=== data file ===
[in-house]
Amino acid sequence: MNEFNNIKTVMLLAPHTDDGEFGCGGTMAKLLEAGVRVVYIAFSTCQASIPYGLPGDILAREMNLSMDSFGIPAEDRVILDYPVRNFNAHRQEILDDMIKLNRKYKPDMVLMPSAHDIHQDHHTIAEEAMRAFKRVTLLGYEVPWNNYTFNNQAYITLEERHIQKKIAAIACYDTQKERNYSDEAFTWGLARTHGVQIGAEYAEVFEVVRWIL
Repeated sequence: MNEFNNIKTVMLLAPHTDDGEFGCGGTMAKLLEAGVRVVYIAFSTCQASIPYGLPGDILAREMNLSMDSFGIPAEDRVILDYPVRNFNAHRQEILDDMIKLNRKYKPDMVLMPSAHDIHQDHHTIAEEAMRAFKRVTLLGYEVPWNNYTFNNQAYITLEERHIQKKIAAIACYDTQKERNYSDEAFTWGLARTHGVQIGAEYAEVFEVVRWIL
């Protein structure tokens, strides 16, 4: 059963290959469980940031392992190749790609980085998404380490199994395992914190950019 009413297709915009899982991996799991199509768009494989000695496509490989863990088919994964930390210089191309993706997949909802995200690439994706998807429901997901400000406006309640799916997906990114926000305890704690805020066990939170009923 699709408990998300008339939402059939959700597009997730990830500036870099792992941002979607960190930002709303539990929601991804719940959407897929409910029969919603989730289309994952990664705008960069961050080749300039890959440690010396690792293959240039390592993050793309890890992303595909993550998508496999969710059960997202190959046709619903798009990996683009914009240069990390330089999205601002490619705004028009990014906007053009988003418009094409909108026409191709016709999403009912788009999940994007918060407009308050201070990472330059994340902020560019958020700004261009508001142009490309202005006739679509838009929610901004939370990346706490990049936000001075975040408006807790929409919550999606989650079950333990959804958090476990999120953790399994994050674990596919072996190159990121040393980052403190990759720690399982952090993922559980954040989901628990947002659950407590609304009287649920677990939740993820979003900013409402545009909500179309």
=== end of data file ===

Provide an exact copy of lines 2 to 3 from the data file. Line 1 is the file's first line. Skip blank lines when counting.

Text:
Amino acid sequence: MNEFNNIKTVMLLAPHTDDGEFGCGGTMAKLLEAGVRVVYIAFSTCQASIPYGLPGDILAREMNLSMDSFGIPAEDRVILDYPVRNFNAHRQEILDDMIKLNRKYKPDMVLMPSAHDIHQDHHTIAEEAMRAFKRVTLLGYEVPWNNYTFNNQAYITLEERHIQKKIAAIACYDTQKERNYSDEAFTWGLARTHGVQIGAEYAEVFEVVRWIL
Repeated sequence: MNEFNNIKTVMLLAPHTDDGEFGCGGTMAKLLEAGVRVVYIAFSTCQASIPYGLPGDILAREMNLSMDSFGIPAEDRVILDYPVRNFNAHRQEILDDMIKLNRKYKPDMVLMPSAHDIHQDHHTIAEEAMRAFKRVTLLGYEVPWNNYTFNNQAYITLEERHIQKKIAAIACYDTQKERNYSDEAFTWGLARTHGVQIGAEYAEVFEVVRWIL